As we witnessed in 2016, the issue of cybersecurity seems to be firmly entrenched as one of the most consequential issues impacting both international security and economic stability in 2017. That makes an understanding of existing and emerging cyber risks more important than ever before.
According to Steve Weisman, a professor at Bentley University, this year will likely be shaped by newsmaking events in cybersecurity. He predicts that the year in cybersecurity will likely be dominated by these areas:
Commercial espionage will increase. Domestic and international corporate espionage through hacking will increase as companies raid the intellectual property and trade secrets of other companies for profit. If you’re looking to keep your data safe from competitors, a managed cybersecurity solution could be an easy remedy.
Law firms will become increasingly victimized by data breaches. Law firms and legal professionals alike will be targeted for private information about the companies and clients that they represent. The information sought by cybercriminals is primarily thought to be related market knowledge for purposes of insider trading.
The rate of ransomware attacks will grow. Ransomware is a type of malware used to encrypt all of your computer or smartphone data. The hackers who put it there then threaten to destroy your data unless you pay a ransom. Ransomware is used against companies, government agencies and individuals, so all of us face this threat, a threat that’s set to increase in 2017. Remember, never click on any link in an email or text message unless you have absolutely confirmed that it is legitimate.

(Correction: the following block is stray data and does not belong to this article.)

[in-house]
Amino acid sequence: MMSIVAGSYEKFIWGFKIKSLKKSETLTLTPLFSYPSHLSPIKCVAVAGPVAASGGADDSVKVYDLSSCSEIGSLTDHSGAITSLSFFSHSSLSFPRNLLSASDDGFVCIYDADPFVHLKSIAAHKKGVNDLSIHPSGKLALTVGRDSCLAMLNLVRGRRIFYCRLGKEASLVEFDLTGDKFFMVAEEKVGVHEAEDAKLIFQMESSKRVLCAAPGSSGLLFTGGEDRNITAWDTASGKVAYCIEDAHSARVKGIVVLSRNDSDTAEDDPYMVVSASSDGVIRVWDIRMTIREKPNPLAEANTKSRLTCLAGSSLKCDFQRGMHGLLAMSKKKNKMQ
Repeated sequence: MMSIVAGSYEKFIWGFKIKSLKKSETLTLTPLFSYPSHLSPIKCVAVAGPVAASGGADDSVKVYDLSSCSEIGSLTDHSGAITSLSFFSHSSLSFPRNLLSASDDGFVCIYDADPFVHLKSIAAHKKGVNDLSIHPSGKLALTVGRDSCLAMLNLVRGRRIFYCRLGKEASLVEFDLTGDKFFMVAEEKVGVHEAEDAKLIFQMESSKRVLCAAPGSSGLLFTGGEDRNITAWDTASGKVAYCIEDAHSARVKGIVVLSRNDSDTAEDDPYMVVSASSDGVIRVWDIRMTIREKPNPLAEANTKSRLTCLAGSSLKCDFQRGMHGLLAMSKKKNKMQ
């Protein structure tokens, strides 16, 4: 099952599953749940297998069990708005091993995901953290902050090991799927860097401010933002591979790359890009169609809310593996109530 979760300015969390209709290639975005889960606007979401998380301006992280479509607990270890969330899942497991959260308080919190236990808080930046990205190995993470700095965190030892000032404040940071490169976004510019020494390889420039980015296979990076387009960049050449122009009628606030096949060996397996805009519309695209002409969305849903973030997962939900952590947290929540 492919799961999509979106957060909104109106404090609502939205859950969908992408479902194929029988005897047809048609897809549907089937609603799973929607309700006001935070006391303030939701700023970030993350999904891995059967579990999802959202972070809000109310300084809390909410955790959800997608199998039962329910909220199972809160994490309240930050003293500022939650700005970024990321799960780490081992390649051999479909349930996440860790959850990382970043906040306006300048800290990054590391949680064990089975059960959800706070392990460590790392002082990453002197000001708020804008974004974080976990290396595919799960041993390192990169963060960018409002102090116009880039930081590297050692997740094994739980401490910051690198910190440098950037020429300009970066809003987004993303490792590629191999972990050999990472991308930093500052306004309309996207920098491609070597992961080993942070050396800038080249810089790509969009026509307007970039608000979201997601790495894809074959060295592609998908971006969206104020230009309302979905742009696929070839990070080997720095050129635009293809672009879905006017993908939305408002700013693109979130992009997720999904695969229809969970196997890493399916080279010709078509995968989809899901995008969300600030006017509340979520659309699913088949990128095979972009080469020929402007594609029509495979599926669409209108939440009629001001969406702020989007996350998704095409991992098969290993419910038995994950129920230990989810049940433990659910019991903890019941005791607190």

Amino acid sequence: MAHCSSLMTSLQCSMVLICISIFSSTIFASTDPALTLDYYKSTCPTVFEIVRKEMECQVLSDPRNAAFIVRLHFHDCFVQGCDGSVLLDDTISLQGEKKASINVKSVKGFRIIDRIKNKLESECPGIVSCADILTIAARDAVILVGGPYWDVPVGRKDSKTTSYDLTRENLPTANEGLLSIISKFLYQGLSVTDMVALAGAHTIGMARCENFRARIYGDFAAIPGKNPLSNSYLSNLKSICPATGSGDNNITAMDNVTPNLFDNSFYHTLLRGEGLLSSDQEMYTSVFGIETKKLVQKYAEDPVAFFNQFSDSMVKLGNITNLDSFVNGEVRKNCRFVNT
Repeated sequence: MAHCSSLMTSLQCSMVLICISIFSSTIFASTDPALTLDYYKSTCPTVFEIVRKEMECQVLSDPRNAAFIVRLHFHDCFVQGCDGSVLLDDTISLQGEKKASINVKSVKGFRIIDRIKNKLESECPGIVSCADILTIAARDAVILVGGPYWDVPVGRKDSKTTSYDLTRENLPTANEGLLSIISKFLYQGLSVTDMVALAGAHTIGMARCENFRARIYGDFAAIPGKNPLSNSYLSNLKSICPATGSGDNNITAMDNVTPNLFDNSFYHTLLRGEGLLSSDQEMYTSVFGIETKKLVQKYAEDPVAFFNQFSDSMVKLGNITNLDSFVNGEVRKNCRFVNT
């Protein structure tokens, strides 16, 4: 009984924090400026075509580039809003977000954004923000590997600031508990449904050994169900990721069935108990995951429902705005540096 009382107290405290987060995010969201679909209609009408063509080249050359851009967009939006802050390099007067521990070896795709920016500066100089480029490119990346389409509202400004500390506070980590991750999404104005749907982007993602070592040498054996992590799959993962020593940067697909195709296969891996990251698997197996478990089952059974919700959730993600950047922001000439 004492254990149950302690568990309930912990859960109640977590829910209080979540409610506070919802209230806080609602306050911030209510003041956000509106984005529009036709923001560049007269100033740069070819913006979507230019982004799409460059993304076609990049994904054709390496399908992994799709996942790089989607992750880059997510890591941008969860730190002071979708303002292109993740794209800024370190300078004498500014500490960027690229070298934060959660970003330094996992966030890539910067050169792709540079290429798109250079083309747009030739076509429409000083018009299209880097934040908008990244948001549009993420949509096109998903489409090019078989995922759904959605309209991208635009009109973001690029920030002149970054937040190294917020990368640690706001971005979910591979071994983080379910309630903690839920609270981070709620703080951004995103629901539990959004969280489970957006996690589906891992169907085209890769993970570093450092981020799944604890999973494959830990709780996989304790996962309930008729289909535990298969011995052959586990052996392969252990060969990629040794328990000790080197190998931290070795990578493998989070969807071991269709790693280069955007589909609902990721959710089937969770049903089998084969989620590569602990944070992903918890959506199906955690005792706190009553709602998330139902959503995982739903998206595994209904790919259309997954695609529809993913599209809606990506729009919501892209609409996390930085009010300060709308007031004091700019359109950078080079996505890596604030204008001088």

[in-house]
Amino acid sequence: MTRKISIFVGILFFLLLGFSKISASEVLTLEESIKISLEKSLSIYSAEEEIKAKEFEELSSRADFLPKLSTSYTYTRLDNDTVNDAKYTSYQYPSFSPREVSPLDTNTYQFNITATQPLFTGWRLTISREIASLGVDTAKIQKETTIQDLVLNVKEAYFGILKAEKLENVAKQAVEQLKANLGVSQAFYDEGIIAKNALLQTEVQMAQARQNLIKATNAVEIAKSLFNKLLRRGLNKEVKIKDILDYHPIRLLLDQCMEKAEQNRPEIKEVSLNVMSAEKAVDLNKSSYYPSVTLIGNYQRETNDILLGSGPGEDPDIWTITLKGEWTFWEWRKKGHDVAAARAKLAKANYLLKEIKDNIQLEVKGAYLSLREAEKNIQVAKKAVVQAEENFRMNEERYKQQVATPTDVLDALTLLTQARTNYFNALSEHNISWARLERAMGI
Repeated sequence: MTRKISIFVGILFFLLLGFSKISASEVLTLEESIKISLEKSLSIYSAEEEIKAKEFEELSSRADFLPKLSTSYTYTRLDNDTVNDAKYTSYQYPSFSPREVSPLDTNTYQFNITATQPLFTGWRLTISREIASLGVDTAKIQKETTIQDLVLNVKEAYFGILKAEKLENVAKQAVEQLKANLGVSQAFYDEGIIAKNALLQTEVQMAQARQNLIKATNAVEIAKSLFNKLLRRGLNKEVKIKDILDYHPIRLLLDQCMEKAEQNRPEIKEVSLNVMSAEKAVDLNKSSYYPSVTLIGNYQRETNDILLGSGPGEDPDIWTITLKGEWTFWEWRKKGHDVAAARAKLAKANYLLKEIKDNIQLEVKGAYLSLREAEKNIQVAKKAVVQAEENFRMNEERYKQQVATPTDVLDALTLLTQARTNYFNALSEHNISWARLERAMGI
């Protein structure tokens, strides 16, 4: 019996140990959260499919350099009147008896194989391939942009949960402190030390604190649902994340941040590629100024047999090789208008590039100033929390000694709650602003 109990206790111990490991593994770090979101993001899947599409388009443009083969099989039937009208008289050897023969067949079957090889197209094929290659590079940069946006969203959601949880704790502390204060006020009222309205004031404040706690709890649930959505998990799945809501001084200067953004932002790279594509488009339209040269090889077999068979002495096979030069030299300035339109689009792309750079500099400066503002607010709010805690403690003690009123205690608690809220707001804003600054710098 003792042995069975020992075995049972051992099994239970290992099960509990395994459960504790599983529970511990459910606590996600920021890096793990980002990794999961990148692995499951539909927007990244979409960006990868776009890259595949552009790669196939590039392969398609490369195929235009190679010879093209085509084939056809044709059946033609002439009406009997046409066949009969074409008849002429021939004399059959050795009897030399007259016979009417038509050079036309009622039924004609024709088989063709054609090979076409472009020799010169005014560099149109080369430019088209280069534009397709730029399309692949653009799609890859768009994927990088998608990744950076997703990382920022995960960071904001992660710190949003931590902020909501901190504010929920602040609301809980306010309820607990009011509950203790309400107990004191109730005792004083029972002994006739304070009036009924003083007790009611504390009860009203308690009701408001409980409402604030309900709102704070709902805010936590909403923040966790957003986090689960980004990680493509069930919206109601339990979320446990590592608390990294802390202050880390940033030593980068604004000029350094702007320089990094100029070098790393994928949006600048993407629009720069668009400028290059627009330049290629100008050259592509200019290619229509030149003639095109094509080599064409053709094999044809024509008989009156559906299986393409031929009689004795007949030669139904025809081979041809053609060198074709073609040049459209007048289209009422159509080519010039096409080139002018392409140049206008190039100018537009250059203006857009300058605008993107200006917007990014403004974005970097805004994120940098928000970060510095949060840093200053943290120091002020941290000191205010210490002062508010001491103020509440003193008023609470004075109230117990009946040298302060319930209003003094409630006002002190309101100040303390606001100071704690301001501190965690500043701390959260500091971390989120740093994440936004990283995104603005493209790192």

The Internet of Things (IoT) will continue to be an area of vulnerability. The modern rush of many companies to develop Internet-connected devices without building in stronger security as an initial component of the products will result in significant problems. Recent cyberattacks that harnessed digital devices to cripple websites confirm the concerns that many cybersecurity experts have as many connected corporate-owned devices like fax machines have outdated firmware and can be easily hacked.
Mobile devices will become the latest cybersecurity frontier. Cybercriminals will increasingly target companies and individuals that utilize smartphones and other mobile devices for sensitive activities such as banking. In order to make your mobile devices more secure, consider having a PIN or a password for your phone. It’s amazing but only about half of people take this essential step. You should also keep your device up to date with the latest security patches. Only get apps from legitimate sources such as the App Store or Google Play and avoid using public Wi-Fi for sensitive communications
These are only a few of the protective measures and precautions that can be taken in order to better protect your business for cyberattack. Remember, while no one is completely immune from a data security breach, we can all strive to become better prepared and protected.